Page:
Michael Miles has been named the new Caltrans District 7 Director. The district, comprised of Ventura and LA Counties, is currently involved in $1 billion worth of transportation projects that are being funded from a variety of sources. Previously, Miles has held roles including District 7 Division Chief of Maintenance, Chief of Planning, District Permits Engineer and Project Manager in District 8.

The rotting, decaying bridge in Long Beach that carries 15% of the nation's cargo that moves by sea needs to be replaced, according to Port of Long Beach officials. The situation is so bad that the structural sufficiency rating of the bridge is 43 out of 100, and has to wear "diapers" to catch concrete that breaks off of the bridge due to heavy use. Also, newer ships are nearly unable to fit underneath the bridge, often requiring precision and optimal conditions to traverse under it. Local residents are not having any of that, and oppose the construction of a new bridge due to traffic and environmental concerns.

The latest issue of our print newsletter Moving Southern California is out. For those in the know, we don't pirate content from this electronic weekly. We actually write fresh material.

Donate to The Transit Coalition!Donate and Join! If you have not done so yet, we invite you to donate and join The Transit Coalition. A monthly subscription to Moving Southern California comes with your membership. Visit our new and improved Donations page to explore other options. Please include The Transit Coalition in your will, trust or estate. Your contribution is greatly appreciated.

Upcoming Events: Consider attending our monthly Transit Coalition Dinner Meeting on Tuesday, February 23, 6:45 p.m. to 8:45 p.m. at Philippe the Original, 1001 N. Alameda St., Los Angeles. We hope to see you there!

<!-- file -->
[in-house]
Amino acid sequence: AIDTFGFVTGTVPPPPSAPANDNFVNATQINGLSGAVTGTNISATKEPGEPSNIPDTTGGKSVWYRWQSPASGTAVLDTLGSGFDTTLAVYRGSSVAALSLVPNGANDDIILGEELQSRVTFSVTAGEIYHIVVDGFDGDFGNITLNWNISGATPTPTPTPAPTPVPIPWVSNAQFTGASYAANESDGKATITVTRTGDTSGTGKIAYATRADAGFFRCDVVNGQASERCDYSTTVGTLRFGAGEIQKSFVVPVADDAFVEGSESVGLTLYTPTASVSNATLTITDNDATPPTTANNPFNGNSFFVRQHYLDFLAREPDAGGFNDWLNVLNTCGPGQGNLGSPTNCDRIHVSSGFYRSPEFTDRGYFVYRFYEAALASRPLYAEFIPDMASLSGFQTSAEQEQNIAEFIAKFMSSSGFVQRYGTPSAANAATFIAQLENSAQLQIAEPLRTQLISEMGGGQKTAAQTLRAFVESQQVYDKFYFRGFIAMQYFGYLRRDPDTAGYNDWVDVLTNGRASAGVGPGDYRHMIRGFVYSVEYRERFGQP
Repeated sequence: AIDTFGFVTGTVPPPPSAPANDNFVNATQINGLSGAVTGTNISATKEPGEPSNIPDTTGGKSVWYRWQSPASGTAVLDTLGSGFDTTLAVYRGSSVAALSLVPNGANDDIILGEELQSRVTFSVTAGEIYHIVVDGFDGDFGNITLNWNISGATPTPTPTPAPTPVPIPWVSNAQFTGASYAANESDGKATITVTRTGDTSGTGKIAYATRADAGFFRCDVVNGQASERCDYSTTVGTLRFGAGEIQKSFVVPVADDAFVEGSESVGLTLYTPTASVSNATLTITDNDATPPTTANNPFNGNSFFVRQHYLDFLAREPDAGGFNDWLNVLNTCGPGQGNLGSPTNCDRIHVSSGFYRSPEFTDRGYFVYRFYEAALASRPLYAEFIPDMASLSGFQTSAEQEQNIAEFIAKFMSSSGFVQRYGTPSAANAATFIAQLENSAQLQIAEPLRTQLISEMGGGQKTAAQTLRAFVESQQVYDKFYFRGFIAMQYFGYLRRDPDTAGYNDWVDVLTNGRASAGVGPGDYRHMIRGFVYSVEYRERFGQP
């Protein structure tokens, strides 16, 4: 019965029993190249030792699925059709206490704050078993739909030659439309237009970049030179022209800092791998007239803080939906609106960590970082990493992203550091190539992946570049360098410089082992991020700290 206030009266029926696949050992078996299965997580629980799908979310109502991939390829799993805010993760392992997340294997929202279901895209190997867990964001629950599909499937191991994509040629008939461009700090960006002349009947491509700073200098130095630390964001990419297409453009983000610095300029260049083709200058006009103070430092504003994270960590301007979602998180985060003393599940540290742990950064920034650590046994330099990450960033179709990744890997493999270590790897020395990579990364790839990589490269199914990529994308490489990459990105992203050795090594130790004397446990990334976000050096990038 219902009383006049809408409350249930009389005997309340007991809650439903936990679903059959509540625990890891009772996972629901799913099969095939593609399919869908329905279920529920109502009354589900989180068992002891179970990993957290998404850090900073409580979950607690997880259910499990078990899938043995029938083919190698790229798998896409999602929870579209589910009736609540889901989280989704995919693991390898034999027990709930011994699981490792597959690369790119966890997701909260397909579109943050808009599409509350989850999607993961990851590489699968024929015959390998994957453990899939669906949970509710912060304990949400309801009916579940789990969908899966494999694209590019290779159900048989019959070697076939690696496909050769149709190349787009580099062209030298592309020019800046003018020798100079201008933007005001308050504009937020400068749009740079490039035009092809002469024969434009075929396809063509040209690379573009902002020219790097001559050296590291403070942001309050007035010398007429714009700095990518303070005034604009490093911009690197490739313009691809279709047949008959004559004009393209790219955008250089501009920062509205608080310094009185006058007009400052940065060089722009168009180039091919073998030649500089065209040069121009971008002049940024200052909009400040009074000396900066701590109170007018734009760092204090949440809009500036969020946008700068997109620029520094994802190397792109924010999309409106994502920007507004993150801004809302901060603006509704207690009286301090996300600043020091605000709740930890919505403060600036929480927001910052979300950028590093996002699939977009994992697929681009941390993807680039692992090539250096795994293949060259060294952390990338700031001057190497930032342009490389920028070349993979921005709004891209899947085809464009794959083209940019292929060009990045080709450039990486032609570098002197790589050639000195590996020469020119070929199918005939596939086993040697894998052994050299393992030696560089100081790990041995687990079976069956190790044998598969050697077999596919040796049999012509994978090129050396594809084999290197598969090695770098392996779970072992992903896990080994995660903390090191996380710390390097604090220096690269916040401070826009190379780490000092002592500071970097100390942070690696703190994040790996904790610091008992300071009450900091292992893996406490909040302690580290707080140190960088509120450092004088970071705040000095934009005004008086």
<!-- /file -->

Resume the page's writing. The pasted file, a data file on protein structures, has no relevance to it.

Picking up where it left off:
State Route 710 Tunnel Technical Study meetings:

  • Wednesday, February 17, 6 p.m., Ramona Hall, 4580 N. Figueroa St., Los Angeles;
  • Wednesday, February 24, 6 p.m., El Monte Community Center, 3130 N. Tyler Ave., El Monte.
Metro Committee Meetings: Thursday, February 18, Board Room, Metro Headquarters, One Gateway Plaza, Los Angeles. OCTA Board Meeting: Monday, February 22, 9 a.m., OCTA Headquarters, 600 S. Main St., Orange.

LADOT Public Hearings on Service Cuts and Fare Increases:

  • Tuesday, February 23, 3 p.m., Caltrans Building, Community Center Conference Room, 100 South Main St., Los Angeles.
  • Wednesday, February 24, 2010, 5 p.m., Marvin Braude Constituent Service Center, Room 1B, 6262 Van Nuys Blvd., Van Nuys.
  • Thursday, February 25, 5 p.m., Cabrillo Marina Community Center, Community Room, 224 Whalers Walk, San Pedro.
  • Wednesday, March 3, 5 p.m., Ramona Hall Community Center, Community Room, 4580 North Figueroa St., Los Angeles.
(You may also address your concerns by internet at ladotlbl.tmdinc.net, by a phone message at 213-455-0880, or by mail to Philip M. Aker, Hearing Officer, LADOT, 201 North Los Angeles St., #18-B, Los Angeles, CA 90012.)

LOSSAN Board Meeting: Wednesday, February 24, 10:45 a.m., Santa Barbara.

Metro Board Meeting: Thursday, February 25, 9:30 a.m., Board Room, Metro Headquarters, One Gateway Plaza (adjacent to Union Station), Los Angeles.

Riverside Transit Agency: Thursday, February 25, 2 p.m., Board of Supervisors Conference Room, County Administrative Center, 4080 Lemon Street, 1st floor, Riverside.

Foothill Transit Executive Board: Friday, February 26, 10 a.m., 100 S. Vincent Ave., 2nd floor, West Covina.

SCRRA (Metrolink) Board Meeting: Friday, February 26, 10 a.m., San Bernardino Conference Room, SCAG Building, 12th Floor, 818 W. Seventh St., Los Angeles.

Metro San Fernando Valley Governance Council: Wednesday, March 3, 6:30 p.m., Marvin Braude Constituent Center, 6262 Van Nuys Blvd., Van Nuys.

Exposition Metro Line Construction Authority: Thursday, March 4, 2:30 p.m., Kenneth Hahn Hall of Administration, Board of Supervisors Hearing Room 381B, 500 W. Temple St., Los Angeles.

Angeles Chapter Sierra Club Transportation Committee: Thursday, March 4, 7:30 p.m. Angeles Chapter Office, 3435 Wilshire Blvd, Suite 320, Los Angeles.

Ventura County Transportation Commission: Friday, March 5, 10 a.m., Camarillo City Hall, 601 Carmen Dr., Camarillo.

Metro San Gabriel Valley Governance Council: Monday, March 8, 5 p.m., 3369 Santa Anita Ave. (near El Monte bus station), El Monte.

Missed last week's newsletter? Read it here!

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Contact Us:
We welcome your thoughts and comments on our new electronic newsletter. Please write us:
Bart Reed, Executive Director

Mina Nichols, Legislative Analyst

Zach Gutierrez, Communications
Damien Newton, Editor LA Streetsblog



About The Transit Coalition:
The Transit Coalition is a 501[c](3) non-profit whose goal is to increase Transit Options and Mobility in Southern California by mobilizing citizens to press for sensible public policy to grow our bus and rail network.